chrisjones at spin
Aug 3, 2012, 5:25 PM
Post #3 of 8
On 04/08/12 08:44, Cruz Julian Bishop wrote:
> On 04/08/12 08:12, Chris Jones wrote:
>> There's a lot of attention at the moment focused toward Linux and the
>> future of gaming support on the platform. And it got me thinking, is
>> there any particular improvements that are planned to improve the
>> kernel from better support for gaming?
> Hi Chris,
> The biggest problem I can see at the moment is supporting dual-GPU
> setups in unusual ways.
> For example, NVIDIA Optimus uses an Intel Core i* processor and
> integrated Intel 3/4000 graphics,
> but also has a NVIDIA GeForge GT *M graphics card. However, this card
> cannot be accessed
> directly, and all instructions effectively pass through the Intel
> graphics system.
> I'm not entirely sure how that works, but it's what I've managed to
> gather from some tinkering.
> It's being worked on at the moment (RandR 1.(5? 6? 7?) and DMA-BUF
> PRIME) - Which is good,
> since the majority of laptops that I have seen being sold in my area
> either use NVIDIA
> Optimus or some other similar system if they cost under $1000 or so.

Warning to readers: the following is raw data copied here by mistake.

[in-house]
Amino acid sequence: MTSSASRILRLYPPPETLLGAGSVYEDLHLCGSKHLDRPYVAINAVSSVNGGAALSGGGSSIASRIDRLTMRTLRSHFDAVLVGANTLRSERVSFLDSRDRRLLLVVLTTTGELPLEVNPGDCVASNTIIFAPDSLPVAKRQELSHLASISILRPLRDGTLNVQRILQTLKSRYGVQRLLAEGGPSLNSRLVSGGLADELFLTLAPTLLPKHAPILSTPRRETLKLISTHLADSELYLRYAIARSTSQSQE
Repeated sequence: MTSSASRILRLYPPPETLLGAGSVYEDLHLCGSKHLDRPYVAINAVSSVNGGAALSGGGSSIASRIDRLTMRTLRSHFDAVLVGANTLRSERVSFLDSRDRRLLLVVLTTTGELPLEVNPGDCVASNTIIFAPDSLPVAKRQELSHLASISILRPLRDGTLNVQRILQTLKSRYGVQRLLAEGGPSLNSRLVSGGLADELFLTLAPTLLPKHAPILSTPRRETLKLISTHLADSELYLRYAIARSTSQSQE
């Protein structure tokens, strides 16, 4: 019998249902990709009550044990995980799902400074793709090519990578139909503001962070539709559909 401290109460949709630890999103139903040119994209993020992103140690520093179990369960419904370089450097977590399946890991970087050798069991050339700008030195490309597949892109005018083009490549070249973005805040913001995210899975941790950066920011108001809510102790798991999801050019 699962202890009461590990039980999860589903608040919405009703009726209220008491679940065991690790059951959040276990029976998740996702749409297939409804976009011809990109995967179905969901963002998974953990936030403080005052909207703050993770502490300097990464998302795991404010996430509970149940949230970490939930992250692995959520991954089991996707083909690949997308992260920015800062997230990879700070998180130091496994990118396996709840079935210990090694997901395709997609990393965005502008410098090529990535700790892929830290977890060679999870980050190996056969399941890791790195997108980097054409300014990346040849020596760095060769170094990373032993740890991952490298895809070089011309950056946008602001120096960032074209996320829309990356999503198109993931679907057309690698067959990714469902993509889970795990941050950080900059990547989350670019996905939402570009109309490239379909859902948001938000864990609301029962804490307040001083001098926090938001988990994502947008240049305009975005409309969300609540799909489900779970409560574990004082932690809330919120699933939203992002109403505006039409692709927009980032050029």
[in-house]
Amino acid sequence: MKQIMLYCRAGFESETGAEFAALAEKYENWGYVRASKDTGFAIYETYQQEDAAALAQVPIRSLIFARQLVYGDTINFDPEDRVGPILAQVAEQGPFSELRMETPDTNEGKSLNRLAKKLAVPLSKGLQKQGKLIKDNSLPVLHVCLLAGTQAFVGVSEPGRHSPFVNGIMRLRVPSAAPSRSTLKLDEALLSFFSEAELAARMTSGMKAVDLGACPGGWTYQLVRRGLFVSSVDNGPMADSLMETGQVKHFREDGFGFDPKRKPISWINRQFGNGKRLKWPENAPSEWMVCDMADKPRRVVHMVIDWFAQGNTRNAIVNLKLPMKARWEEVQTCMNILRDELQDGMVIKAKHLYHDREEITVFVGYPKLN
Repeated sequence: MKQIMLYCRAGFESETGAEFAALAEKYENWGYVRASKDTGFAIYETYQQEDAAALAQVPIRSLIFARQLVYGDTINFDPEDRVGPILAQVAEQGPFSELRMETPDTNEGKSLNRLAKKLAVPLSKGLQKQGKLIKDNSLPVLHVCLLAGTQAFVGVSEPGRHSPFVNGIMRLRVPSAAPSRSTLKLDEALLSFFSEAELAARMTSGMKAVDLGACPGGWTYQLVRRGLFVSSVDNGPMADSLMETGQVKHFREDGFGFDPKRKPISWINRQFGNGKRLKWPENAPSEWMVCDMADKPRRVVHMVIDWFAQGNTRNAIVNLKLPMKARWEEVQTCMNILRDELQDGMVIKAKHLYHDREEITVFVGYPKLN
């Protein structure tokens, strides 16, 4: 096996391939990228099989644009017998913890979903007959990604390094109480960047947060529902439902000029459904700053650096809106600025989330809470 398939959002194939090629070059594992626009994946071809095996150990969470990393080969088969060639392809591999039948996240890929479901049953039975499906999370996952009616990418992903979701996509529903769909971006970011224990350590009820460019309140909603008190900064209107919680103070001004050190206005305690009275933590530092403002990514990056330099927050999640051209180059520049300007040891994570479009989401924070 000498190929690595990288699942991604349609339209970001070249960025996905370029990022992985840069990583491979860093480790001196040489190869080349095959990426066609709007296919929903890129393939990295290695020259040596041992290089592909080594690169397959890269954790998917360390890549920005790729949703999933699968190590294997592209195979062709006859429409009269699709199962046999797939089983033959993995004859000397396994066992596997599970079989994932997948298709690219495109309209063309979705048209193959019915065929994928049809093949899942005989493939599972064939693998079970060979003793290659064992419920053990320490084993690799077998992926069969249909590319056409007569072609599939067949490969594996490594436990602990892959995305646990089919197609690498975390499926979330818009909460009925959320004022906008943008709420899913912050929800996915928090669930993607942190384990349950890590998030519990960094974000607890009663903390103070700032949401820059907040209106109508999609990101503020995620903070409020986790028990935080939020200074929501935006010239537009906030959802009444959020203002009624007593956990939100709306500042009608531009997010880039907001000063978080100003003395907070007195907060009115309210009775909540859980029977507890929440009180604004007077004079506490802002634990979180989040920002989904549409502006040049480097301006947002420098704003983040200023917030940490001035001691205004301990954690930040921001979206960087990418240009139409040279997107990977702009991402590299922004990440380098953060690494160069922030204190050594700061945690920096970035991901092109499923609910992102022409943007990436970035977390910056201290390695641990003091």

> Until these are implemented, there is no way for the kernel to access
> the dedicated graphics
> card on these systems. There is, however, a project (Bumblebee) that
> seems to be doing
> a good job performance-wise, but doesn't support automatic switching
> to the dedicated
> graphics card.
> On another note, not kernel based, Wine has actually managed to run
> Grand Theft Auto: San Andreas faster on Ubuntu 12.04 than the default
> Windows 7
> installation on this laptop. Valve has also committed to developing
> games on Linux
> (starting with Ubuntu) with frame rates that, so far, have been higher
> than on Windows.
> I guess we'll just have to wait and see what happens. There are a
> couple of things (some
> of which are major, but thankfully not impossible)
It just seems to me that Valve is pressing ahead with games for Linux
and no doubt there will be another influx of games and companies to
follow not far behind if Valve make it a running success. And good luck
to them. But on the other hand, it seems that kernel development is not
quite up to scratch yet when it comes to full support for hardware
graphics. And bring drivers in to the mix. Albeit, I do understand that
graphics drivers should be handled and worked on by AMD and NVIDIA etc.
It's hard to describe what I mean. Basically, to the outside world via
media, it is presented as "Valve is taking gaming to Linux. Wow, Linux
is now capable of gaming!" That's all fine and everything. But we need
to ensure that the kernel and all other aspects of code under our
control is up to the task of handling a massive dump of games for Linux.
Otherwise, it's going to backfire on us and Linux overall. It's moving
Chris Jones @ kernel.devproject [at] gmail
also on oracle.kerneldev [at] gmail and netbsd.kerneldev [at] gmail
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